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Playwright Claudia Barnett: A Conversation

by Clara Wilch

Playwright Claudia Barnett visited the University of Pittsburgh recently for the first of two campus productions of her work slated for this year. She took some time to speak with us about her winding road to fully discovering her unique writer’s voice.

Barnett mused about the happy mystery of her first foray into what has become her passion. She began in a playwriting course as an undergraduate at Cornell University but she said, “I didn’t think I was going to be taking that class.  I was excited that I was going to be taking a class in existentialism, but then I walked into the theatre instead. And I stayed.”  That is, after jumping through several hoops to earn a place in the already fully-enrolled class. The spirit of patience and an eye for serendipity and opportunity in this anecdote suffused Barnett’s perspective of her growth as an artist and writer.

Barnett studied and wrote scholarship for years, earning an MA and PhD in English at Ohio State University and teaching as an English professor at Middle Tennessee State University. Her plays meanwhile, she describes as at first “terrible” and then “less terrible,” but she couldn’t resist their pull. “My brain works in dialogue and images,” she explained of her unique interest in the dramatic form.  She mentioned the Mid-America Theatre Conference playwriting symposiums as providing an important education in how to develop plays. In 2009, after presenting yet another academic paper to yet another small conference audience, Barnett confided to a friend, “I don’t want to spend the rest of my life writing about other people’s plays. I want to write my own plays.” Her friend fully supported this realization, and soon thereafter, Barnett committed to redirecting her career.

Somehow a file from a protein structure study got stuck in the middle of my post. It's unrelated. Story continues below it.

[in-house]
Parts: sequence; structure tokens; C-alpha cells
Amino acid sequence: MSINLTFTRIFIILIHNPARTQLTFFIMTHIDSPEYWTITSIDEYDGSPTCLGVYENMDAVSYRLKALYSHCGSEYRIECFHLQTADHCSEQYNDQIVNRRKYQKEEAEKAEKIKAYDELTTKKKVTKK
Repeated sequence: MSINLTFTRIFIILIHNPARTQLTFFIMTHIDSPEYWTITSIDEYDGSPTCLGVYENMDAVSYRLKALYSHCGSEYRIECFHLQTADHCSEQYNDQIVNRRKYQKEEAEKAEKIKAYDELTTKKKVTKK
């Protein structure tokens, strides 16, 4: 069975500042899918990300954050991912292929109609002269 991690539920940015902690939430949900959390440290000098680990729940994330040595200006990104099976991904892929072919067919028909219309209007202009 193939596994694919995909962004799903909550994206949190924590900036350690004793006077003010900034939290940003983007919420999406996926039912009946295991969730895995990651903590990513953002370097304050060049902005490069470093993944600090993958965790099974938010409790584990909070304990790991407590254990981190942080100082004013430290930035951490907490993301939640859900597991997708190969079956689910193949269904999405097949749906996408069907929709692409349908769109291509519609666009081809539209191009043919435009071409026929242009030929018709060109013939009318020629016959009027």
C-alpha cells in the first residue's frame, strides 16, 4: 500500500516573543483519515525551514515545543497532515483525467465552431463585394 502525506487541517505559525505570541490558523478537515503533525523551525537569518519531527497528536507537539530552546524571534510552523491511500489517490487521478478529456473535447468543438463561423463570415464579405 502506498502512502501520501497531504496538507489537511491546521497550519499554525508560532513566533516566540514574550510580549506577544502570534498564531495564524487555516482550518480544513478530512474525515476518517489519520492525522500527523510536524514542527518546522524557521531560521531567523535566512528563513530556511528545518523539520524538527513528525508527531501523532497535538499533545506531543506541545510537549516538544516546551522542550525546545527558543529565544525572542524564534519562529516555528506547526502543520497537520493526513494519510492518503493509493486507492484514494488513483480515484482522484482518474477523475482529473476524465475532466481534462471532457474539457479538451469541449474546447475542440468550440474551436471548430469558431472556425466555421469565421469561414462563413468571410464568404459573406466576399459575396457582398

The first professional playwriting experience Barnett gained was through a submission to the Ingram New Works Lab at the Nashville Repertory Theatre (then called Tennessee Rep.) Her leap of faith happily took root when her submission was selected and developed.  So began the third of six full-length plays Barnett has written to date, amongst other, shorter plays. From her first professional project onward, she has embraced opportunities for collaboration and reworking pieces over time; She is a believer that a piece is never “done” and so is always open to what new perspectives and performances can show her.

Barnett’s work Witches Vanish was given a staged reading at the University of Pittsburgh recently, and Aglaonike's Tiger will receive a Lab Production in Fall of 2016, both directed by Shelby Brewster. These works reflect Barnett’s ongoing interest in the stories of women throughout history and the recurring struggles they are faced with, from doubt or judgment to extreme violence, and in creating singular female acting roles in the process. The upcoming production, Aglaonike's Tiger, is the story of the earliest recorded female astronomer who was perceived as a sorceress because of her ability to predict lunar eclipses.

Barnett’s plays embrace the fascinating overlap between historical fact and cosmic balance that the writer perceives and embraces, even in her own grounded yet intuitive perspective on life. “It’s magic. And science. And it’s the perfect combination. Very fun.”